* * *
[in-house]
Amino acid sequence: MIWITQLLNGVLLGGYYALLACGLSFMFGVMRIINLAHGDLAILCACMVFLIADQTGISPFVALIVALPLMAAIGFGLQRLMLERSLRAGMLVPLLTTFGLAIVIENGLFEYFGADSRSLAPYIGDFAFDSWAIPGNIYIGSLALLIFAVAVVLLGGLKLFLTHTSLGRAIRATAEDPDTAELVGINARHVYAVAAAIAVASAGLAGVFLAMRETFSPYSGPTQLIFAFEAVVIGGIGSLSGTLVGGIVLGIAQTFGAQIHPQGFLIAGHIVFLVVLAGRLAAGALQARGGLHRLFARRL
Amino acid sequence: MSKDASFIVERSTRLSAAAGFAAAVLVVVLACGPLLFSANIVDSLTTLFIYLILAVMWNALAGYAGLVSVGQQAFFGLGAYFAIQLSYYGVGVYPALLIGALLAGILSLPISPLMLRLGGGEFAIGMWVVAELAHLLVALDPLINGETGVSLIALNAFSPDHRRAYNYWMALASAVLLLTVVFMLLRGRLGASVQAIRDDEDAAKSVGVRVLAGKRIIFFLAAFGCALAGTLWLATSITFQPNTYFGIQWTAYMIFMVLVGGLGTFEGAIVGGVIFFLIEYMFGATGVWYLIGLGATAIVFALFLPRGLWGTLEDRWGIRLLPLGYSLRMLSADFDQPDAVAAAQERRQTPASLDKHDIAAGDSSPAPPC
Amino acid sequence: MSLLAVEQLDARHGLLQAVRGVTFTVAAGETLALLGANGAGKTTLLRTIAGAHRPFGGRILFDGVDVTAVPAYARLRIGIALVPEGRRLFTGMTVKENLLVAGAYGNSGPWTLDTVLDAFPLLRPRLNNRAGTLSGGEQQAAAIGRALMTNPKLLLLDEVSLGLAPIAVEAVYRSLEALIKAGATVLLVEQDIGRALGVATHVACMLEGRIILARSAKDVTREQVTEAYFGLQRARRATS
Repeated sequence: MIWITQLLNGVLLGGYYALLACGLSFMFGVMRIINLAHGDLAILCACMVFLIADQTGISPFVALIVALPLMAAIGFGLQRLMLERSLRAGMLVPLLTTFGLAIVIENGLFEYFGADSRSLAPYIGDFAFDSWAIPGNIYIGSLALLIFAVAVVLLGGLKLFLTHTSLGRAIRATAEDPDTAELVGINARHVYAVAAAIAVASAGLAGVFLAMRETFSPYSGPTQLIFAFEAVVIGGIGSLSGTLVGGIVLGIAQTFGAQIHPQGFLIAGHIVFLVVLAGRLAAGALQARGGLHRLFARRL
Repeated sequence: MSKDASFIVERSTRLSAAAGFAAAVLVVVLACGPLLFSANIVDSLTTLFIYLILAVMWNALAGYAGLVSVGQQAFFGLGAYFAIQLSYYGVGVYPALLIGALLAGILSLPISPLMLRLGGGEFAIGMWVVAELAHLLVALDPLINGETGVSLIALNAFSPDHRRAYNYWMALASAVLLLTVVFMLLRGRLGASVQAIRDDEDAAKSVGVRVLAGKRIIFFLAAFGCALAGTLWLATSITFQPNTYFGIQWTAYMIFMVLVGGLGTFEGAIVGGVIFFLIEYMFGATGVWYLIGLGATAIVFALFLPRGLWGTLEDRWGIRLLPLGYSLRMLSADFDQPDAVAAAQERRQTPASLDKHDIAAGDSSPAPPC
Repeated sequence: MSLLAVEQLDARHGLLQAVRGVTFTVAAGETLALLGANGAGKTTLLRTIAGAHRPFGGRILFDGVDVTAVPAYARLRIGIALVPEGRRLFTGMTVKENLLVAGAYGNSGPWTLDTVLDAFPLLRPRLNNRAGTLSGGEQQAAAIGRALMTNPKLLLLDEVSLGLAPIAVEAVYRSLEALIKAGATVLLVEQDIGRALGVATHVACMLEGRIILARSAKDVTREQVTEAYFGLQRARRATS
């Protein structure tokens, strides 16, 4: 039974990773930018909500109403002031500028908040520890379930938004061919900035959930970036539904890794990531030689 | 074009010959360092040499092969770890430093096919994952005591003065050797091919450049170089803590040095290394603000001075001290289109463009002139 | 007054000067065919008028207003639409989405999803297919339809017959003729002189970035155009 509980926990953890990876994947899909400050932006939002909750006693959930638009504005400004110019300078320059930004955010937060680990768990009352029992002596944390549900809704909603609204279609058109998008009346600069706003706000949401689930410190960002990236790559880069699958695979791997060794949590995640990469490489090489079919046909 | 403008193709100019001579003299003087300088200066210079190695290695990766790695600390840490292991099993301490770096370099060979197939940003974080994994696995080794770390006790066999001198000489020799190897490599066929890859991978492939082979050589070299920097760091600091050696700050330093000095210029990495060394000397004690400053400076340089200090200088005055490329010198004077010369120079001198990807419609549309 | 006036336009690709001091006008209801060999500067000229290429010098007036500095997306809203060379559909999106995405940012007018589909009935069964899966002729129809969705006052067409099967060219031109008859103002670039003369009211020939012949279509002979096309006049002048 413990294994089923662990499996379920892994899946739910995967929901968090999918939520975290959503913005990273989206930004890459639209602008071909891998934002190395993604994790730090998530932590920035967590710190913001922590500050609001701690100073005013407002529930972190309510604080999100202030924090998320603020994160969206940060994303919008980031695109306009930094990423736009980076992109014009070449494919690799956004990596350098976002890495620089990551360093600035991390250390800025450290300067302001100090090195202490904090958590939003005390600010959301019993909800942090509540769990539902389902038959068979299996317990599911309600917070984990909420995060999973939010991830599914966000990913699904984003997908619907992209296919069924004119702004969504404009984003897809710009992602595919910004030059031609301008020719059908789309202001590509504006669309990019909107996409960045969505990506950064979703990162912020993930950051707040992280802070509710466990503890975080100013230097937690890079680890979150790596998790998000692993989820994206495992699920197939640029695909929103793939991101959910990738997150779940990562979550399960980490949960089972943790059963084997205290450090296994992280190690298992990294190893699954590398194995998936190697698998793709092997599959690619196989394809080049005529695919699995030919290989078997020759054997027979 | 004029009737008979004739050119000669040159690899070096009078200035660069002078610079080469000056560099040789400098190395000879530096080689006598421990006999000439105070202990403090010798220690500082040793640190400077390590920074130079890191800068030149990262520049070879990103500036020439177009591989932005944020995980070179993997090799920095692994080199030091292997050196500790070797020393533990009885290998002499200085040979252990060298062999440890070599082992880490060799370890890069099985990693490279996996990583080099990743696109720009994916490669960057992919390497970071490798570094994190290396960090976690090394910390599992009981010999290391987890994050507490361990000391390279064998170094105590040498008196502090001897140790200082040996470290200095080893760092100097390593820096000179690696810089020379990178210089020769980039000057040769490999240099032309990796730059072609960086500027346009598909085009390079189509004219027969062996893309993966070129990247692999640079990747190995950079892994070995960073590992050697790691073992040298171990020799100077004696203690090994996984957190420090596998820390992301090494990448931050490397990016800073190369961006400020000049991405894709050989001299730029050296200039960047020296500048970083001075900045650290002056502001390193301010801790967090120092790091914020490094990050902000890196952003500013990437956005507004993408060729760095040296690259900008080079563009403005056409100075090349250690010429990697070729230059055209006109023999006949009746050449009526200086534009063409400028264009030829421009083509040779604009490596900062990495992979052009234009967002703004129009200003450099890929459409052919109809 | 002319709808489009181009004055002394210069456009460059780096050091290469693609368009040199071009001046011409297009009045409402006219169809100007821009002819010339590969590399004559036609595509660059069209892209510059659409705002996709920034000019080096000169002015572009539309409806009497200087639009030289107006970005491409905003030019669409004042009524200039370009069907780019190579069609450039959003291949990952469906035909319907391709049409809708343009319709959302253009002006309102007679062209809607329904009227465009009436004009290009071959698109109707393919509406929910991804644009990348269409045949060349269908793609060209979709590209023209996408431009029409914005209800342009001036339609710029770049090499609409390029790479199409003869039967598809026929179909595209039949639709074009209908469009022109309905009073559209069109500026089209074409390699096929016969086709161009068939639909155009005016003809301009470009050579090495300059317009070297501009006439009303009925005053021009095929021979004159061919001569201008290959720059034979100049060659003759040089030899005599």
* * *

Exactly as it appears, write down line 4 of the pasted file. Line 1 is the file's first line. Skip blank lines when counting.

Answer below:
Amino acid sequence: MSLLAVEQLDARHGLLQAVRGVTFTVAAGETLALLGANGAGKTTLLRTIAGAHRPFGGRILFDGVDVTAVPAYARLRIGIALVPEGRRLFTGMTVKENLLVAGAYGNSGPWTLDTVLDAFPLLRPRLNNRAGTLSGGEQQAAAIGRALMTNPKLLLLDEVSLGLAPIAVEAVYRSLEALIKAGATVLLVEQDIGRALGVATHVACMLEGRIILARSAKDVTREQVTEAYFGLQRARRATS